June 22, 2017 PRINT Bookmark and Share

Parker, Smith, Wilson, Young Selected to US Hockey Hall

CHN Staff Report

COLORADO SPRINGS, Colo. — Jack Parker, Ben Smith, Ron Wilson, Scott Young and Kevin Collins were selected as this year's inductees into the U.S. Hockey Hall of Fame.

Jack Parker coached 1,484 games at Boston University over 40 seasons and won 897 of them, a .643 winning percentage. He won three national championships, 11 conference titles and 21 Beanpot Tournaments. Parker retired after the 2012-13 season.

Parker, who also played at Boston University through 1968, coached 24 U.S. Olympians while at BU. Another Parker protégé, Mike Sullivan, played at Boston University in the 1980s before embarking on a coaching career during which he became the first American head coach to win consecutive Stanley Cups. 

In addition to his duties at Boston University, Parker served as assistant coach of the U.S. Men’s National Team in 1995, head coach of the 1996 U.S. National Junior Team and head coach of the 2013 U.S. Men’s Select Team which won the Deutschland Cup. 

Ben Smith was head coach of the U.S. Olympic Women’s Ice Hockey Team in 1998, 2002 and 2006, leading Team USA to the first-ever gold medal in women’s hockey at the 1998 Winter Olympic Games. Smith was 37-7 record in IIHF Women’s World Championship and Olympic competition during his tenure from 1996 to 2006, a span that included two gold medals, six silver medals and one bronze medal.

Smith was a standout hockey player at Harvard in the late 1960s. After graduation, he served as an assistant men’s coach at Massachusetts while also coaching high school hockey in Gloucester. He eventually became an assistant coach at Yale, where he served for five seasons before joining Parker’s coaching staff at Boston University. In 1988, Smith was appointed as an assistant coach for the U.S. Olympic Men’s Ice Hockey Team. He soon earned his first head coaching appointment, taking over Dartmouth in 1990 and then moving to the same role at Northeastern, where he led the Huskies to an NCAA Tournament appearance in 1994.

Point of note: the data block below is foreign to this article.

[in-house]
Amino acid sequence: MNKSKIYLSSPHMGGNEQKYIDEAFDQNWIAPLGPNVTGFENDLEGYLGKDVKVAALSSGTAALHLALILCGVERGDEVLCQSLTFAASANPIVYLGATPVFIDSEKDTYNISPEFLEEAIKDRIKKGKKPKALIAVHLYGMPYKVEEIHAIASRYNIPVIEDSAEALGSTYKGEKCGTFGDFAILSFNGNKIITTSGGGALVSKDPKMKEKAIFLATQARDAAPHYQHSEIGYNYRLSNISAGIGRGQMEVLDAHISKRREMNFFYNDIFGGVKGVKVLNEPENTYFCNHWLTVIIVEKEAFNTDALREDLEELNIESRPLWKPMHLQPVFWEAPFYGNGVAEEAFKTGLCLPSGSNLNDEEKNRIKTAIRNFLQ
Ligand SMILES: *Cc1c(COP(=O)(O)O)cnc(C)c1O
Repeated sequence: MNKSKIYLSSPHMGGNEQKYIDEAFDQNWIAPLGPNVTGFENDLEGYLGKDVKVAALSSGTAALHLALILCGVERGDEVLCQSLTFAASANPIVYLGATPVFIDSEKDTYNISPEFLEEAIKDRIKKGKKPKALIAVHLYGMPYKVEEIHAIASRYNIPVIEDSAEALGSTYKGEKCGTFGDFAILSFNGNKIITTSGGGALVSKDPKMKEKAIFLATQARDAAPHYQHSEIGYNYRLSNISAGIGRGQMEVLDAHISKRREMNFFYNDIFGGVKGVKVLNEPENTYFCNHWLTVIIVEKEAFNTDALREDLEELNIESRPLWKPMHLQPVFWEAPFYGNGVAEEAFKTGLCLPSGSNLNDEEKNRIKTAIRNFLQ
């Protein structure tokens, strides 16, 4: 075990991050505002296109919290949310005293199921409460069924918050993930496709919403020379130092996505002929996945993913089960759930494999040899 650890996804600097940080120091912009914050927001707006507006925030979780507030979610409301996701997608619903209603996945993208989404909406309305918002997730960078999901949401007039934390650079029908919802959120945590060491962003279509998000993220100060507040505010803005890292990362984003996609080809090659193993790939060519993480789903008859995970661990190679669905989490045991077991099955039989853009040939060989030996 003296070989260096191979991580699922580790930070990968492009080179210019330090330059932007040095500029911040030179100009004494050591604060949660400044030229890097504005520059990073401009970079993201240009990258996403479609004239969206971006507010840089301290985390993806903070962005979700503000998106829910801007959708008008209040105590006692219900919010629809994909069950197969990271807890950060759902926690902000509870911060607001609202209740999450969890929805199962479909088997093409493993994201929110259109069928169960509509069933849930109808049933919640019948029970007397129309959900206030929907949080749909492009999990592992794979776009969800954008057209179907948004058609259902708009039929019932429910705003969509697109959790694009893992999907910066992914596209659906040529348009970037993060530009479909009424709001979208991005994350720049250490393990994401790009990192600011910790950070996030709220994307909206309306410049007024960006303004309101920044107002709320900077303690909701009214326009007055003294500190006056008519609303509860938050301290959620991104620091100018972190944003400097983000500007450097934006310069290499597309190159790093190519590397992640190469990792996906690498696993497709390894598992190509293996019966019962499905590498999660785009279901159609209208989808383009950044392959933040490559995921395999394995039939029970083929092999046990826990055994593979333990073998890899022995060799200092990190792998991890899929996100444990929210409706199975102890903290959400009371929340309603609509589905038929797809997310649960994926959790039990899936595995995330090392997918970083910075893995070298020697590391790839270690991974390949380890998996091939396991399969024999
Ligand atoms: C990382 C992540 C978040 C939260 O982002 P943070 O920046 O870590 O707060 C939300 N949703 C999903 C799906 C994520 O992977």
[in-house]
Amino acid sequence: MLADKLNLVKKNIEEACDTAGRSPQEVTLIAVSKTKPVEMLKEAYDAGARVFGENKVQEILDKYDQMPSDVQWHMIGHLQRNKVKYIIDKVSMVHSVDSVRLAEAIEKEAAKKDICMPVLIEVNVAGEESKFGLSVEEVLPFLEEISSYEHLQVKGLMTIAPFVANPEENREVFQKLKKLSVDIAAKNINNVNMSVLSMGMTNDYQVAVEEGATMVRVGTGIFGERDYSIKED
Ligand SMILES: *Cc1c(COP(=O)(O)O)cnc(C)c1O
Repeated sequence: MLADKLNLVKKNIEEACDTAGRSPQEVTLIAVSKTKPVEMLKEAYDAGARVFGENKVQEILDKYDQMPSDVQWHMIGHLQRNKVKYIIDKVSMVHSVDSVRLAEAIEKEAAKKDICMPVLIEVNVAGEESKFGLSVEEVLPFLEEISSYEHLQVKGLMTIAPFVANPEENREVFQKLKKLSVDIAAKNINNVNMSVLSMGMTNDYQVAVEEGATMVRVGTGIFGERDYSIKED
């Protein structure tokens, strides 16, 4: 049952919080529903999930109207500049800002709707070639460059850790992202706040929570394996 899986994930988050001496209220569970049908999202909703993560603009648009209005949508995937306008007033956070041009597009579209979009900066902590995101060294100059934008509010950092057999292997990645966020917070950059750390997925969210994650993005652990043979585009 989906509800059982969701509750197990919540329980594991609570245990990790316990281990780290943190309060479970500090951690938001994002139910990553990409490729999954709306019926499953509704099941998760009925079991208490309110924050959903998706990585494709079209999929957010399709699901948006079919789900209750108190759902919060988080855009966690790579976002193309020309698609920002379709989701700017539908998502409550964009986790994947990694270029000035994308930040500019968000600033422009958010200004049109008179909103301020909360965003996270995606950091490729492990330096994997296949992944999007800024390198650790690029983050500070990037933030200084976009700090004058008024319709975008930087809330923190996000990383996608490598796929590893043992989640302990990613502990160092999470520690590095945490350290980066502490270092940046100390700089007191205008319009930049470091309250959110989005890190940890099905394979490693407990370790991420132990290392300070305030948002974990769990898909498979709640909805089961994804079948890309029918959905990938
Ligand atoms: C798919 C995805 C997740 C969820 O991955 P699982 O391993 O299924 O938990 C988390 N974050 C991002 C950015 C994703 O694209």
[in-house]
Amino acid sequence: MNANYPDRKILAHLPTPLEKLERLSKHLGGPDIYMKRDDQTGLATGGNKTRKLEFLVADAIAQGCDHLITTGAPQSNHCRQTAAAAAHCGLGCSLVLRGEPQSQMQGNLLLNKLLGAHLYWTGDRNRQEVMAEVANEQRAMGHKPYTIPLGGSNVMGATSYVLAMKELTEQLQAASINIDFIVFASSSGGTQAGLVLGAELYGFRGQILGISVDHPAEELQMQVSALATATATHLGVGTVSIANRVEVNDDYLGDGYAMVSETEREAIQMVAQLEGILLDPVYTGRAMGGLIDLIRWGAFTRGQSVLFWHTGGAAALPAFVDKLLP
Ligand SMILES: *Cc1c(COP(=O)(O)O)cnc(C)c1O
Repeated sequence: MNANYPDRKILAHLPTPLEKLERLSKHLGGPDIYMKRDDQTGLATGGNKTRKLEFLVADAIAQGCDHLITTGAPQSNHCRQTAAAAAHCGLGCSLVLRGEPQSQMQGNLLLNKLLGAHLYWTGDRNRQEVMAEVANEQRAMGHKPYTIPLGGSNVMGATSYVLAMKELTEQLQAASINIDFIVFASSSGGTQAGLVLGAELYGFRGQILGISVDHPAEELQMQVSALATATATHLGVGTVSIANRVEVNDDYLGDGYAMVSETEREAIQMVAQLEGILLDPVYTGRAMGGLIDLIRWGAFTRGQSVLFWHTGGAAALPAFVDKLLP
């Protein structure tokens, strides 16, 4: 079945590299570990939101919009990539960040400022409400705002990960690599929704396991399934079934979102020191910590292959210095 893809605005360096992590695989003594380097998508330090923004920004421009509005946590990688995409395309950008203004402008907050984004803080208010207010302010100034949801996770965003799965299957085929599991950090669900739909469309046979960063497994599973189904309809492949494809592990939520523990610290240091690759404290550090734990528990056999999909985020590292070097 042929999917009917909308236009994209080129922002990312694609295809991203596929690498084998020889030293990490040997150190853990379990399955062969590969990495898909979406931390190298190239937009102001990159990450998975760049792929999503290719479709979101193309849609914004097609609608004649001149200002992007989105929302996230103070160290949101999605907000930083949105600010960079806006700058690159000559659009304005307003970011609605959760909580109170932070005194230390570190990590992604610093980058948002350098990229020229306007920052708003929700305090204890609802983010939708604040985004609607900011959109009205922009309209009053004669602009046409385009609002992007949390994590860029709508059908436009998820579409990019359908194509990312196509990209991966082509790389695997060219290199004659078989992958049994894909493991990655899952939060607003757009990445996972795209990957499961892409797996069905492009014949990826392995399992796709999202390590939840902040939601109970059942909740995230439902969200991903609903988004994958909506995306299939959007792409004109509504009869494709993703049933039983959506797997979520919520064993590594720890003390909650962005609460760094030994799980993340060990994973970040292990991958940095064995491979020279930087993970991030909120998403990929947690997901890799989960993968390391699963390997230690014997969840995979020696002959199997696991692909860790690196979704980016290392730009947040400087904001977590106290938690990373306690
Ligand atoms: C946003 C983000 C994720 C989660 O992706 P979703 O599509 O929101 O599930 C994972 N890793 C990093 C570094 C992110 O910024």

Ron Wilson is the all-time winningest American head coach in NHL history, with 648 regular-season coaching victories, 48 wins in the Stanley Cup playoffs and an Eastern Conference championship with the Washington Capitals in 1998. Wilson served as head coach with Vancouver, Anaheim, Washington, San Jose and Toronto over 15 full seasons. 

Wilson also guided Team USA, most notably, to its triumph at the inaugural World Cup of Hockey in 1996. He later led the 2016 United States National Junior Team to a bronze medal at the World Junior Championship. In between, he led the U.S. to silver at the 2010 Olympic Winter Games.

Wilson starred at Providence in the late 1970s, then went on to play in the NHL with Toronto and Minnesota. As a sophomore with the Friars, Wilson was named ECAC Player of the Year after leading the nation in points (87).

Scott Young played at Boston University before going on to a 17-year NHL career, winning Stanley Cup championships in 1991 and 1996. He had 342 goals and 415 assists in 1,181 regular-season games. He retired after the 2005-06 season among the NHL leaders in game-winning and shorthanded goals on multiple occasions. Young is one of only 12 U.S.-born men’s hockey players to compete in three Olympic Winter Games, and was part of the 1996 World Cup championship team.

Young was the rookie of the year in Hockey East, and went on to play on the 1988 Olympic team. He later debuted with the NHL's Hartford Whalers. After the conclusion of his playing career, which included NHL stops with Hartford, Pittsburgh, Quebec, Colorado, Anaheim, St. Louis and Dallas, Young returned to his native Massachusetts, where he served as a youth and high school hockey coach and as director of hockey operations at Boston University. He is today an assistant coach with the Terriers.

Kevin Collins, a native of Springfield, Mass., was an NHL official for 28 years, including 12 appearances in the Stanley Cup Finals. He played college hockey at American International.

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